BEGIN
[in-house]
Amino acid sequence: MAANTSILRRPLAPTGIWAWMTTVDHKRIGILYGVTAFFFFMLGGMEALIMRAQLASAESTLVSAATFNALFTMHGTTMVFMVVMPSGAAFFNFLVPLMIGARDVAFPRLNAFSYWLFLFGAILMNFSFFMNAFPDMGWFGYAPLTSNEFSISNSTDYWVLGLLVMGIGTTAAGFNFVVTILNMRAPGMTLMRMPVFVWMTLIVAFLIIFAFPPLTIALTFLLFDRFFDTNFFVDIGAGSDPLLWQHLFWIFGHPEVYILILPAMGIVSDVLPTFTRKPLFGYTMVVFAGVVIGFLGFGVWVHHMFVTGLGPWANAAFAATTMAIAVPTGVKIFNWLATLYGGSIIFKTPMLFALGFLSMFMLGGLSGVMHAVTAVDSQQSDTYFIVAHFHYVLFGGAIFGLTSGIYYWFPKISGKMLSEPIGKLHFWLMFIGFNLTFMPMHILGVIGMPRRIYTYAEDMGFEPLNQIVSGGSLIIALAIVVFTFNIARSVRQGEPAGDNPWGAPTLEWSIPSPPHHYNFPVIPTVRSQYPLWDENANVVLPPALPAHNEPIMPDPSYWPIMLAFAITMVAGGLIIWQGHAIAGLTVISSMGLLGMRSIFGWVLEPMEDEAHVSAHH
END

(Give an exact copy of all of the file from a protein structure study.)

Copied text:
[in-house]
Amino acid sequence: MAANTSILRRPLAPTGIWAWMTTVDHKRIGILYGVTAFFFFMLGGMEALIMRAQLASAESTLVSAATFNALFTMHGTTMVFMVVMPSGAAFFNFLVPLMIGARDVAFPRLNAFSYWLFLFGAILMNFSFFMNAFPDMGWFGYAPLTSNEFSISNSTDYWVLGLLVMGIGTTAAGFNFVVTILNMRAPGMTLMRMPVFVWMTLIVAFLIIFAFPPLTIALTFLLFDRFFDTNFFVDIGAGSDPLLWQHLFWIFGHPEVYILILPAMGIVSDVLPTFTRKPLFGYTMVVFAGVVIGFLGFGVWVHHMFVTGLGPWANAAFAATTMAIAVPTGVKIFNWLATLYGGSIIFKTPMLFALGFLSMFMLGGLSGVMHAVTAVDSQQSDTYFIVAHFHYVLFGGAIFGLTSGIYYWFPKISGKMLSEPIGKLHFWLMFIGFNLTFMPMHILGVIGMPRRIYTYAEDMGFEPLNQIVSGGSLIIALAIVVFTFNIARSVRQGEPAGDNPWGAPTLEWSIPSPPHHYNFPVIPTVRSQYPLWDENANVVLPPALPAHNEPIMPDPSYWPIMLAFAITMVAGGLIIWQGHAIAGLTVISSMGLLGMRSIFGWVLEPMEDEAHVSAHH